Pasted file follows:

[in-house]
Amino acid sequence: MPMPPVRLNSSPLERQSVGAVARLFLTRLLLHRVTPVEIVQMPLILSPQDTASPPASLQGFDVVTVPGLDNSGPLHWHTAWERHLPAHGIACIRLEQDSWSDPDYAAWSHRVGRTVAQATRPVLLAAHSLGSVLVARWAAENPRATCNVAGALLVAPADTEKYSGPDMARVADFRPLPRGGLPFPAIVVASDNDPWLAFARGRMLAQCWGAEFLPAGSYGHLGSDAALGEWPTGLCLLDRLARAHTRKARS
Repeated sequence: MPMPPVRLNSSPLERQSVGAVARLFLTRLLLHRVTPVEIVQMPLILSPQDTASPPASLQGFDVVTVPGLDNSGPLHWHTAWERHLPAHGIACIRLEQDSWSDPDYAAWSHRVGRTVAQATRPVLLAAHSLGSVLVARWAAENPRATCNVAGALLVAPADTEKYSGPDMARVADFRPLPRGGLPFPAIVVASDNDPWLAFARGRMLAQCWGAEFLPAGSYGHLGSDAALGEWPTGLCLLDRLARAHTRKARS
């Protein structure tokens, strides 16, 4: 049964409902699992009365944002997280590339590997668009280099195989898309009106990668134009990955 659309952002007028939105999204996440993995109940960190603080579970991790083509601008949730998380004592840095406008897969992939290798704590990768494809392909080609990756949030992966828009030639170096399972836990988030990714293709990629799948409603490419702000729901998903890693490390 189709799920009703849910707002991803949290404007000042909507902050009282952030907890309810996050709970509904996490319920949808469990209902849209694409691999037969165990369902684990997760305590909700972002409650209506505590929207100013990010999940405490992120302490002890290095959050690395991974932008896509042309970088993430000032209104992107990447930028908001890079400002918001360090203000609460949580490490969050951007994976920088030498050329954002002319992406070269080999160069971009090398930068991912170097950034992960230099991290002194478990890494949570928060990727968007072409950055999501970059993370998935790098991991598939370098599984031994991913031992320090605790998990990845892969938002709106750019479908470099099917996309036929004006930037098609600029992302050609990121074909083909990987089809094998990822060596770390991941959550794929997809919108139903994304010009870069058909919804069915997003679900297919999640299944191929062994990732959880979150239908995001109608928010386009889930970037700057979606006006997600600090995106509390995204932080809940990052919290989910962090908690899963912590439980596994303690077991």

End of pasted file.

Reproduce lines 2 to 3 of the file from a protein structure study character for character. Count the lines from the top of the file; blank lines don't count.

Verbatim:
Amino acid sequence: MPMPPVRLNSSPLERQSVGAVARLFLTRLLLHRVTPVEIVQMPLILSPQDTASPPASLQGFDVVTVPGLDNSGPLHWHTAWERHLPAHGIACIRLEQDSWSDPDYAAWSHRVGRTVAQATRPVLLAAHSLGSVLVARWAAENPRATCNVAGALLVAPADTEKYSGPDMARVADFRPLPRGGLPFPAIVVASDNDPWLAFARGRMLAQCWGAEFLPAGSYGHLGSDAALGEWPTGLCLLDRLARAHTRKARS
Repeated sequence: MPMPPVRLNSSPLERQSVGAVARLFLTRLLLHRVTPVEIVQMPLILSPQDTASPPASLQGFDVVTVPGLDNSGPLHWHTAWERHLPAHGIACIRLEQDSWSDPDYAAWSHRVGRTVAQATRPVLLAAHSLGSVLVARWAAENPRATCNVAGALLVAPADTEKYSGPDMARVADFRPLPRGGLPFPAIVVASDNDPWLAFARGRMLAQCWGAEFLPAGSYGHLGSDAALGEWPTGLCLLDRLARAHTRKARS